LONDON - In what one environmentalist described as "yet another public relations disaster" for embattled energy giant BP, CEO Tony Hayward took time off Saturday to attend a glitzy yacht race around England's Isle of Wight.

As social networking sites like Twitter and Facebook lit up with outrage, BP spokespeople rushed to defend Hayward, who has drawn withering criticism as the public face of BP's halting efforts to stop the worst oil spill in U.S. history.

Spokeswoman Sheila Williams said Hayward took a break from overseeing BP efforts to stem the undersea gusher in Gulf of Mexico so he could watch his 52-foot (16-meter) yacht "Bob" participate in the J.P. Morgan Asset Management Round the Island Race.

The boat, made by the Annapolis, Maryland-based boatbuilder Farr Yacht Design, has a list price of nearly $700,000.

The annual Round the Island Race is one of the world's largest, attracting more than 1,700 boats and 16,000 sailors as famous yachtsmen compete with wealthy amateurs in the 50-nautical mile course around the island.

Robert Wine, a BP spokesman at the company's Houston headquarters, said it was the first break that Hayward has had since the Deepwater Horizon rig exploded April 20, killing 11 workers and setting off the undersea oil gusher.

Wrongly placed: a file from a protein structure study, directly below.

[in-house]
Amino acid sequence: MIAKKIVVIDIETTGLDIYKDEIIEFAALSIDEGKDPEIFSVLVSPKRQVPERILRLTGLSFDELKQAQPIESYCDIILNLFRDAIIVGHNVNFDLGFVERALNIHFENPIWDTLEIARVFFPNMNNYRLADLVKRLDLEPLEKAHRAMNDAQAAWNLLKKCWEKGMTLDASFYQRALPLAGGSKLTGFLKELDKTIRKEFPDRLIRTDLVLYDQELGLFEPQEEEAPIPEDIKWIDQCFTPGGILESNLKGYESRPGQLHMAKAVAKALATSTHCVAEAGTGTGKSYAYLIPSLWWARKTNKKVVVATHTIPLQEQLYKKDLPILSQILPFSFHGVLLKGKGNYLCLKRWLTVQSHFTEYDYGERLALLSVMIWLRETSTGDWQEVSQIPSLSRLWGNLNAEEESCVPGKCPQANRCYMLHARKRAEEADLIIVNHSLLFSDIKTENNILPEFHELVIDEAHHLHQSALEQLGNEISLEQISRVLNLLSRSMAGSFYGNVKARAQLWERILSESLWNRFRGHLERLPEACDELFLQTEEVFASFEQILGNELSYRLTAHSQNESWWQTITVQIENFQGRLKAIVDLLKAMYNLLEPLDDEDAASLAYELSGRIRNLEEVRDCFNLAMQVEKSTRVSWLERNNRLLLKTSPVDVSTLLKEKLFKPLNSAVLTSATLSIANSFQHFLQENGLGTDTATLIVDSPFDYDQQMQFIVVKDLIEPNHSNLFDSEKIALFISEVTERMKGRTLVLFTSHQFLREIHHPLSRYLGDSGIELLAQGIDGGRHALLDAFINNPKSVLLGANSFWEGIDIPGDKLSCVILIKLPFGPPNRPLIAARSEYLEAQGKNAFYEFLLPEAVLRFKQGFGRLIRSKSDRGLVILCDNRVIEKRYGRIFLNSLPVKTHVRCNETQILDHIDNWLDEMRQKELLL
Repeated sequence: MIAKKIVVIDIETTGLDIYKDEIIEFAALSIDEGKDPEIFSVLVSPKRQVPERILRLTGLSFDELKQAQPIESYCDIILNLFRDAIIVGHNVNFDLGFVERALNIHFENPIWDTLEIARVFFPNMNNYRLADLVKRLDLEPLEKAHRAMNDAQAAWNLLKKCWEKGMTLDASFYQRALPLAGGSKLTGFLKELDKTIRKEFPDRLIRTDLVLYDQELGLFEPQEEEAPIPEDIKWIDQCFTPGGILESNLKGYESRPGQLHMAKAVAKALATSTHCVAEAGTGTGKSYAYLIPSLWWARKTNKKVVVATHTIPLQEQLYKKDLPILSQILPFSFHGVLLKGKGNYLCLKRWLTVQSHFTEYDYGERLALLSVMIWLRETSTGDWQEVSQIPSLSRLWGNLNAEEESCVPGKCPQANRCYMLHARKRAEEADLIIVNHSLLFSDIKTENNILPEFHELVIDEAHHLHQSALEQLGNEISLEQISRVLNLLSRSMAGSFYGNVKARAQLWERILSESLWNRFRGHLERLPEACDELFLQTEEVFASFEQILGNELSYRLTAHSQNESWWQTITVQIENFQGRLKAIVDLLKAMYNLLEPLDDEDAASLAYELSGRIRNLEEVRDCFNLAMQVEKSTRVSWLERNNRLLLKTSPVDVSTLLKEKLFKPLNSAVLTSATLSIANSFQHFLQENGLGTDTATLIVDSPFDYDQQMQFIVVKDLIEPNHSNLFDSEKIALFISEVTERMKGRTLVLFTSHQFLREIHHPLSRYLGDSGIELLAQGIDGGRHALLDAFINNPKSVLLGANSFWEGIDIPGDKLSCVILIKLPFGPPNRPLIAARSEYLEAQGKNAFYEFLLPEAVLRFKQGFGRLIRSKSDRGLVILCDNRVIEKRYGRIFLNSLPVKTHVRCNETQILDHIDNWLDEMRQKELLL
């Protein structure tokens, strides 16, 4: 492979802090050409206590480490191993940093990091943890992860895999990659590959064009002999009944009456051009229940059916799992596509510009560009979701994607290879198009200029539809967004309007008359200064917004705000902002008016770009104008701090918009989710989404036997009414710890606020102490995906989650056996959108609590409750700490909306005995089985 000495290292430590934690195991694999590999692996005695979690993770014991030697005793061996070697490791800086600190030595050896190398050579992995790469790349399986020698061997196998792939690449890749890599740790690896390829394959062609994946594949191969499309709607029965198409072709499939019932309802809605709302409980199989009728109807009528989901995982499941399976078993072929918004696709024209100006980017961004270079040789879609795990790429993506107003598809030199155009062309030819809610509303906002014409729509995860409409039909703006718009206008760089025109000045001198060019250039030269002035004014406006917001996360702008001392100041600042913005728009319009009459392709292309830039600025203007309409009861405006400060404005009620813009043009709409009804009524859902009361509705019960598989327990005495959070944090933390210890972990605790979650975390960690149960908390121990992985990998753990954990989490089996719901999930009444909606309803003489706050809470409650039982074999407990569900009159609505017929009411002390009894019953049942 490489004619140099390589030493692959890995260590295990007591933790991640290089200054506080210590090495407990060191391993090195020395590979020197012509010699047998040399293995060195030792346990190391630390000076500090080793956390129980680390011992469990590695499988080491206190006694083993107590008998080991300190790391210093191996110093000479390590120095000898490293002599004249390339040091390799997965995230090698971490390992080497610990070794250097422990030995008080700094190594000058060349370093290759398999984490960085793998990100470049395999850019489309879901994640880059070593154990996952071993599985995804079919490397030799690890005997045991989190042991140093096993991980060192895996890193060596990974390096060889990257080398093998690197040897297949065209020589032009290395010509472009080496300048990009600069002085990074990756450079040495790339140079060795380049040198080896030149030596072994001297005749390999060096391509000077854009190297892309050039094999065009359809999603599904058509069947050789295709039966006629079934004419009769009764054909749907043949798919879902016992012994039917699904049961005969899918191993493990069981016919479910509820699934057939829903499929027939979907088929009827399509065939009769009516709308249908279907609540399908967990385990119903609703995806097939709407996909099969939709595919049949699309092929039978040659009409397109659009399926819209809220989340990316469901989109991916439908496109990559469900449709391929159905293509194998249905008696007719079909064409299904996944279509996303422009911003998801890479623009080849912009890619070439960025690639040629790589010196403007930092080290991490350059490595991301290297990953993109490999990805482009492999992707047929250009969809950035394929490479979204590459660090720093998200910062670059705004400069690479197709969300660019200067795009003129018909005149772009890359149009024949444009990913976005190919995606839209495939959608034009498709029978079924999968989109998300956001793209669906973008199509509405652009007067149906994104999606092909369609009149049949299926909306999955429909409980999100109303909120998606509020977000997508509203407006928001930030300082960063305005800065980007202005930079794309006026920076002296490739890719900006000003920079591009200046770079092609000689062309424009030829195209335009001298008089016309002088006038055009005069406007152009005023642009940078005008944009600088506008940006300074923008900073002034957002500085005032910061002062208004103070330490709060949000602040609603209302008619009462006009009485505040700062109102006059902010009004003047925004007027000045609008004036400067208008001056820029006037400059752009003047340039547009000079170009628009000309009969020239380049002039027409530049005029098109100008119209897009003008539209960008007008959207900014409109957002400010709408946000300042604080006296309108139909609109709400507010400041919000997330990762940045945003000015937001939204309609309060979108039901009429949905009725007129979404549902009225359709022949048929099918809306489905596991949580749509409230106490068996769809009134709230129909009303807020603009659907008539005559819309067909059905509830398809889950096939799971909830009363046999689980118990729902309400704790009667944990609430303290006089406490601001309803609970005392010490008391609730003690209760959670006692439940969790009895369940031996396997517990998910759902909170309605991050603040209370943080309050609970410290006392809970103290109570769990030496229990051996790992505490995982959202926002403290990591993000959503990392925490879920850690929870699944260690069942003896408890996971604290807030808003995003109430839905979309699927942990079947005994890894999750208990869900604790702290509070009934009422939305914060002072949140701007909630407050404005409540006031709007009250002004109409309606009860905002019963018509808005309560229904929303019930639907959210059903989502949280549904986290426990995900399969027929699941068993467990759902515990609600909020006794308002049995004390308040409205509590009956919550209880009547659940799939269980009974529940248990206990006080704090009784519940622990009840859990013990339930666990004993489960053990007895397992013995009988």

"He's spending a few hours with his family at a weekend. I'm sure that everyone would understand that," Wine said Saturday. "He will be back to deal with the response. It doesn't detract from that at all."

Wine described the race as "one of the biggest sailing events in the world and he's well known to have a keen interest in it."

He said Hayward will be returning to the United States, though it's unclear when.

Still, hobnobbing with millionaire sailors is likely to be a hard sell in the Gulf states, which are struggling to deal with up to 120 million gallons of oil from the blown-out well. Oil has been washing up from Louisiana to Florida, killing birds and fish, coating delicate marshes and wetlands and covering pristine beaches with tar balls.

Hayward already angered many in the U.S. when he was quoted in the Times of London as suggesting that Americans were particularly likely to file bogus claims. He later shocked residents in Louisiana by telling them that no one wanted to resolve the crisis as badly as he did because "I'd like my life back."

A pair of relief wells that won't be done until August is the best bet to stop the massive spill. By late June, the oil giant hopes it can keep nearly 90 per cent of the flow from the broken pipe from hitting the ocean.

Coast Guard Adm. Thad Allen says a newly expanded containment system is capturing or incinerating more than 1 million gallons (3.8 million litres) of oil daily, the first time it has approached its peak capacity.

Just minutes after reports about Hayward emerged Saturday, the issue became a hot topic on social networking sites, with people on Twitter passing along the news and reacting to it every few seconds. Some comments called the move "mindboggling," others noted he had gotten his life back -- while Gulf residents had not.